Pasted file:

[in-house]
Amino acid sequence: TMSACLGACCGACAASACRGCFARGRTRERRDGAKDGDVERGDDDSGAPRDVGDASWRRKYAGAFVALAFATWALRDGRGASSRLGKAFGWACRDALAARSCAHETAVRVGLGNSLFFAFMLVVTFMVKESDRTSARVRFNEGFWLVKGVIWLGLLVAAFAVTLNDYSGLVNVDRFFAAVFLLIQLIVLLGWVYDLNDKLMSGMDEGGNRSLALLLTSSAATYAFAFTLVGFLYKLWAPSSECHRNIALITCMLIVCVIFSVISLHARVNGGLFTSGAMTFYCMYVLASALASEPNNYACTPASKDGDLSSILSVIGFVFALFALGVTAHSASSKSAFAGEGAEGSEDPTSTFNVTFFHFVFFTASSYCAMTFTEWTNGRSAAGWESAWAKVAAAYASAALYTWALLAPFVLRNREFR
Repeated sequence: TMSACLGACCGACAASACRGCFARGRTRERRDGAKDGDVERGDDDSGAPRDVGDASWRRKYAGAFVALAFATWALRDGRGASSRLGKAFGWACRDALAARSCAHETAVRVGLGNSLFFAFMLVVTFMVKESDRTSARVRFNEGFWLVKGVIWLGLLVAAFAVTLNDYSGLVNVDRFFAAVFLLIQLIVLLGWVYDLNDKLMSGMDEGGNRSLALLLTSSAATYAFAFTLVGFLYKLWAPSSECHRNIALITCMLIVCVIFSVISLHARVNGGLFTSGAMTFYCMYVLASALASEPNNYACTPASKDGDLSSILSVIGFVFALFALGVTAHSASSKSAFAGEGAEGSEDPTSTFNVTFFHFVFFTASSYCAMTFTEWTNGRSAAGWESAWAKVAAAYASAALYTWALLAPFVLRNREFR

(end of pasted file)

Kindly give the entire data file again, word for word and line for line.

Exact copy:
[in-house]
Amino acid sequence: TMSACLGACCGACAASACRGCFARGRTRERRDGAKDGDVERGDDDSGAPRDVGDASWRRKYAGAFVALAFATWALRDGRGASSRLGKAFGWACRDALAARSCAHETAVRVGLGNSLFFAFMLVVTFMVKESDRTSARVRFNEGFWLVKGVIWLGLLVAAFAVTLNDYSGLVNVDRFFAAVFLLIQLIVLLGWVYDLNDKLMSGMDEGGNRSLALLLTSSAATYAFAFTLVGFLYKLWAPSSECHRNIALITCMLIVCVIFSVISLHARVNGGLFTSGAMTFYCMYVLASALASEPNNYACTPASKDGDLSSILSVIGFVFALFALGVTAHSASSKSAFAGEGAEGSEDPTSTFNVTFFHFVFFTASSYCAMTFTEWTNGRSAAGWESAWAKVAAAYASAALYTWALLAPFVLRNREFR
Repeated sequence: TMSACLGACCGACAASACRGCFARGRTRERRDGAKDGDVERGDDDSGAPRDVGDASWRRKYAGAFVALAFATWALRDGRGASSRLGKAFGWACRDALAARSCAHETAVRVGLGNSLFFAFMLVVTFMVKESDRTSARVRFNEGFWLVKGVIWLGLLVAAFAVTLNDYSGLVNVDRFFAAVFLLIQLIVLLGWVYDLNDKLMSGMDEGGNRSLALLLTSSAATYAFAFTLVGFLYKLWAPSSECHRNIALITCMLIVCVIFSVISLHARVNGGLFTSGAMTFYCMYVLASALASEPNNYACTPASKDGDLSSILSVIGFVFALFALGVTAHSASSKSAFAGEGAEGSEDPTSTFNVTFFHFVFFTASSYCAMTFTEWTNGRSAAGWESAWAKVAAAYASAALYTWALLAPFVLRNREFR